Friday, October 7, 2016

Preparing Your Kids for a Funeral

"I AM the Resurrection and the Life" by Frank Holl (1872)

We have been walking through the "valley of the shadow of death" this week.  I wrote earlier this week about some books that we've been reading.  Today, I'm blogging about preparing your kids to attend a funeral.

1- Talk About It
From the announcement of the person's death to years from now, conversations about death need to be a normal part of your family life.  Kids need to know that they can ask you questions and that you're not afraid of their tears.

2- Read About It
Earlier this week, I posted a list of books for kids about death.  Our collection has been very helpful for addressing different aspects of death and mourning.  We've especially been enjoying Tear Soup and making up our own batches of pretend soup.

3- Prepare For It
As well as mentally and spiritually for the funeral, I think its also important to prepare your kids physically for the funeral.  I took the kids shopping for black clothes and explained to them how black is the color of mourning and respect in our culture.  The very act of buying new clothes can also help to set this time aside as special and different from the rest of life.  If you can afford it, it might be nice to have your kids buy flowers to place on the graveside or to put in the casket.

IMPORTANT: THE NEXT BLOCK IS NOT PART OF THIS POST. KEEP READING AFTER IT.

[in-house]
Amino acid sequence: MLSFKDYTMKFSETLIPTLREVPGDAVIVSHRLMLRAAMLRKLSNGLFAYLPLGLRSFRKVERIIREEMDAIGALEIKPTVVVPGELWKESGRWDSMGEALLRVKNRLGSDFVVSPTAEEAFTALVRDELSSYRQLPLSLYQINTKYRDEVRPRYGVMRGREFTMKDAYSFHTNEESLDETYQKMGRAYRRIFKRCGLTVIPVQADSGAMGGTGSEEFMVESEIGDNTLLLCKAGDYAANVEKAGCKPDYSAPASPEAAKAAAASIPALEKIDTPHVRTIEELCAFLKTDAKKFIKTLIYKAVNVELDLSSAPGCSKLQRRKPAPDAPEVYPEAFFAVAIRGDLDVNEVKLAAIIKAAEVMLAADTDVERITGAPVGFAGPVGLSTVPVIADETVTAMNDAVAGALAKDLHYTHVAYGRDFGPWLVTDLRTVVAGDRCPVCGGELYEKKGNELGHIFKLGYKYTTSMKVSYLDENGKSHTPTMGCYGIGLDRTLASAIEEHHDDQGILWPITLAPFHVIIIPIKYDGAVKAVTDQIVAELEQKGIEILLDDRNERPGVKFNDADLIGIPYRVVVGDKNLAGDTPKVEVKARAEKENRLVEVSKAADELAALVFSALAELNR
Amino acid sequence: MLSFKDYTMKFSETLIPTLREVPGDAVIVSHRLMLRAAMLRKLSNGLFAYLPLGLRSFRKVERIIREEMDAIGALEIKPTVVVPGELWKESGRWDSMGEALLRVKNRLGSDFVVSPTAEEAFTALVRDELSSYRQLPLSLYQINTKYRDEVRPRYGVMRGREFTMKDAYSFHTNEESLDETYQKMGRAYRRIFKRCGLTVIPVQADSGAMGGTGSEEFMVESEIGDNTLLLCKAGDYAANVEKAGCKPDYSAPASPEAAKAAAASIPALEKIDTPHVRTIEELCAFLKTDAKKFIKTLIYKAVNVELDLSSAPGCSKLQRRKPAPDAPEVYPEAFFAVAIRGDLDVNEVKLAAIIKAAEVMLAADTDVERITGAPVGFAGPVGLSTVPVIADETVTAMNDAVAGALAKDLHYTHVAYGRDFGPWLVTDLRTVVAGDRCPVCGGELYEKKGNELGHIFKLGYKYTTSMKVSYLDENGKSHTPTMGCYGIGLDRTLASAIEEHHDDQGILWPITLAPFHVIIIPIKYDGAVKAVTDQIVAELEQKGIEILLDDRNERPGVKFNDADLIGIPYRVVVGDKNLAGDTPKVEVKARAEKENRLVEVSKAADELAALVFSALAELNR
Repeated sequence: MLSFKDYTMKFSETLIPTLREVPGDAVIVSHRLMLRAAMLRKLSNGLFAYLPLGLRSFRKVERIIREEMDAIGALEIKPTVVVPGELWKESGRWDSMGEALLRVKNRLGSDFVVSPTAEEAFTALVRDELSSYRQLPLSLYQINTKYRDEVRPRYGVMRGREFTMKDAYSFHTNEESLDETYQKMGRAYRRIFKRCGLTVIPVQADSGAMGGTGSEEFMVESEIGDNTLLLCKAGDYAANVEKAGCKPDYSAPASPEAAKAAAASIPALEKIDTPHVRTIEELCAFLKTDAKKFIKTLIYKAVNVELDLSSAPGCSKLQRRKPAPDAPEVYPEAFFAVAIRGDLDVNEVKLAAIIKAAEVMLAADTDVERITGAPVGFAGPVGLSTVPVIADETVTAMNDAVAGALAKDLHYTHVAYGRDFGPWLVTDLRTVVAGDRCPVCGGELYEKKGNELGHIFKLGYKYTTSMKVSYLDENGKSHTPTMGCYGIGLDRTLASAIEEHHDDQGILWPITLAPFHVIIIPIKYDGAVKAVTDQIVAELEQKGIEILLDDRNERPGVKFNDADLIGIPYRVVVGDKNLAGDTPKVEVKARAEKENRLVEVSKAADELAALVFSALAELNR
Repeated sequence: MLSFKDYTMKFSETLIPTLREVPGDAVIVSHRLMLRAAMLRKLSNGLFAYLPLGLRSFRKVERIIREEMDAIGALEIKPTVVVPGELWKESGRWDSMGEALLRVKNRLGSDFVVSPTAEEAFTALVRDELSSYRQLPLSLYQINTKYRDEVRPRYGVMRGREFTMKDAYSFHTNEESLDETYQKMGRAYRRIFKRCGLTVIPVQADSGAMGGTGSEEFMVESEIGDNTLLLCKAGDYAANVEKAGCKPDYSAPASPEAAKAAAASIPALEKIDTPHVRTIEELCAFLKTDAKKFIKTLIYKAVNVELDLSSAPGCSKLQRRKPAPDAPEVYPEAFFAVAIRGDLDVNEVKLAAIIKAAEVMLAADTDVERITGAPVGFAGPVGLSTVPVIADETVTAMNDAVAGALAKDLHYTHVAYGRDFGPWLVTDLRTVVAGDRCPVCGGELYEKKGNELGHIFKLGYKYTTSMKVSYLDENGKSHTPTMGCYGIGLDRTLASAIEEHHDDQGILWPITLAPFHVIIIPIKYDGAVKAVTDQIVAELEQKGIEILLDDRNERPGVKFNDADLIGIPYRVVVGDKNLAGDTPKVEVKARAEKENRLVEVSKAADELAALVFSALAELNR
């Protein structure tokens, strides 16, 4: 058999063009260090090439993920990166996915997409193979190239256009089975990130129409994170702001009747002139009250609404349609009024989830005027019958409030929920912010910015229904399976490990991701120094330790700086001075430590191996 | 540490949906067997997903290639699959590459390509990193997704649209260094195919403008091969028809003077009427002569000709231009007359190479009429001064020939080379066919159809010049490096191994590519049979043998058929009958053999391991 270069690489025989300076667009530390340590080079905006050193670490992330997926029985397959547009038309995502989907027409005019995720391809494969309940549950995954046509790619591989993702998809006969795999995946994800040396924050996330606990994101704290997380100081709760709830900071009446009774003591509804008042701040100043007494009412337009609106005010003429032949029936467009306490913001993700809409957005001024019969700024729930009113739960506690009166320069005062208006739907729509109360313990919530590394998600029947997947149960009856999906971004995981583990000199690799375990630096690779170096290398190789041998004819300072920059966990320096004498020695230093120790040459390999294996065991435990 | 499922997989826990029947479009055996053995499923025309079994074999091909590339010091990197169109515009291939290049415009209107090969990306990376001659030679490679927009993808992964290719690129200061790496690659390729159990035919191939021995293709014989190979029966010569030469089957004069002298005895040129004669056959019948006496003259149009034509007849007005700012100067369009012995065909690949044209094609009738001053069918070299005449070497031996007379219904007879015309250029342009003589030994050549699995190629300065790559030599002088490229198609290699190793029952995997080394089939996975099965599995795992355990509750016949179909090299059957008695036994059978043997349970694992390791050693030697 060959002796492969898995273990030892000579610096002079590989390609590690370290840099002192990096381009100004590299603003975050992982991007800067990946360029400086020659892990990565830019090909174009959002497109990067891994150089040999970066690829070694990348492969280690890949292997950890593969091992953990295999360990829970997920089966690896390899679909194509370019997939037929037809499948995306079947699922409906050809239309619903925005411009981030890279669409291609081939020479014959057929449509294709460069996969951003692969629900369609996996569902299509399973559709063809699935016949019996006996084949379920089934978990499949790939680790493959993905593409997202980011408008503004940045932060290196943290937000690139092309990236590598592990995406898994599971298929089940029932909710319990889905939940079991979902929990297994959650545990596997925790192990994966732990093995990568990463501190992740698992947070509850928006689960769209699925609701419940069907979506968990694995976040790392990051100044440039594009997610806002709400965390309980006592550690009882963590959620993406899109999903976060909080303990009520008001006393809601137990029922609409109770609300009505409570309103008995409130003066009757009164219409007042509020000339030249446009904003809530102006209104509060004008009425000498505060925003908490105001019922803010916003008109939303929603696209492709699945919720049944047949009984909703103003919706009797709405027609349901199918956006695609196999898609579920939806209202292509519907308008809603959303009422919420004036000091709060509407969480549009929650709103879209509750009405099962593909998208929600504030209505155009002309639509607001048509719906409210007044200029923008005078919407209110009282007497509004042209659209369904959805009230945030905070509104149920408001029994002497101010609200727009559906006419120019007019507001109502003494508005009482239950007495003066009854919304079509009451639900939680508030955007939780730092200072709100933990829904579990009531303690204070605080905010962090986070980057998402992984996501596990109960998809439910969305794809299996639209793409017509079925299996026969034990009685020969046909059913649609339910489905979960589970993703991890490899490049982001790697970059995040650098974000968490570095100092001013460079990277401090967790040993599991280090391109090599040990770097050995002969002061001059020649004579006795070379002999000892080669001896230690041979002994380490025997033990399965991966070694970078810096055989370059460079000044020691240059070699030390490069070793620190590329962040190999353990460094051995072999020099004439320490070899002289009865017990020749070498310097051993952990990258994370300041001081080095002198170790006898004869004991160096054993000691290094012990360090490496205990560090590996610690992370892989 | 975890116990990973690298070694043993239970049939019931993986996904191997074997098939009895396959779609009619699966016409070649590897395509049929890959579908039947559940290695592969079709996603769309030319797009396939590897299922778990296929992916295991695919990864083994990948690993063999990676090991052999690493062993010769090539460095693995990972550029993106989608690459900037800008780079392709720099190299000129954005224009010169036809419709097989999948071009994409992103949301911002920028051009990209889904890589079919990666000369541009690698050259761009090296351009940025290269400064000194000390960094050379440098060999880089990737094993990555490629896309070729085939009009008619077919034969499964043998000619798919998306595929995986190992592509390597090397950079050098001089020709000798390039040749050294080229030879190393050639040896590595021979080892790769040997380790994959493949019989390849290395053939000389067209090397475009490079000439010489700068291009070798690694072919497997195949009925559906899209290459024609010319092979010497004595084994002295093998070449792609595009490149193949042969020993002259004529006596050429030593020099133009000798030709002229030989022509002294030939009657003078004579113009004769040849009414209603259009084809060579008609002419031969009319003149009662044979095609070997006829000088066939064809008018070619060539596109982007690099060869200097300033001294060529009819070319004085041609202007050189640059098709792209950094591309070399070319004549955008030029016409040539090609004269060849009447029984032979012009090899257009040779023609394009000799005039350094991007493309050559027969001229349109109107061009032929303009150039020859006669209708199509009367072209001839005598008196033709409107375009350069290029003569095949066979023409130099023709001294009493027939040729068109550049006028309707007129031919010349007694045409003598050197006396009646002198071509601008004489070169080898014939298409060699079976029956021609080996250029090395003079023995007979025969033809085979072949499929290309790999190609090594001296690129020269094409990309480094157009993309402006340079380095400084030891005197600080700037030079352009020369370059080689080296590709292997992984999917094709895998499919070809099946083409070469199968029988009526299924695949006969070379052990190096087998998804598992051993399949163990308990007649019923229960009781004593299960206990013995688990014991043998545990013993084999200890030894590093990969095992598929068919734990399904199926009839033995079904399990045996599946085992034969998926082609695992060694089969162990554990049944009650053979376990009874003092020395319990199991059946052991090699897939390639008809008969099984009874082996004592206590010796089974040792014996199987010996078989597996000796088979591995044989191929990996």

4- Have an Exit Plan
Little kids are unpredictable!  One day, they may behave like adults and sit through an event without a problem and some days they act like kids.  Some kids may be able to handle other people's emotions better than others.  I have one kid who will probably need a break from the funeral, which is why we've created an "exit plan" for him.  We have a room set up at the funeral with a few toys and activities, a place where he can be a little wild or loud or cry.

5- Follow Up
Grief is a long process, and it doesn't end at the funeral.  Be prepared to talk about death for many more months or even years.  Be open to their tears and questions.  Continue to bring out the books and the memories.  Welcome the process, and help your kids to embrace the end of life as part of life.

Let Evening Come
by Jane Kenyon

Let the light of late afternoon
Shine through the chinks of the barn.
Moving up the bales as the sun moves down.

Let the cricket take up chafing
As a woman takes up her needles
And her yarn.  Let evening come.

Let dew collect on the hoe abandoned
In the long grass.  Let the stars appear
And the moon disclose her sliver horn.

Let the fox go back to its sandy den
Let the wind die down.  Let the shed
Go black inside.  Let evening come.

To the bottle in the ditch.  To the scoop
In the oats.  To the air
In the lung.  Let evening come.

Let it come, as it will, and don't
Be afraid.  God doesn't leave us
Comfortless, so let evening come.
(This poem was read at the funeral)


Additional Resources

- Books about Death for Kids

- Funeral Vocabulary 3-part Cards

- Why You Should've Taken Your Kids to that Funeral

- Workbooks for Kids about Death

- Little Kids and Death (attending a wake)

- Helping Your Preschooler Cope with Loss

- Best Funeral Foods

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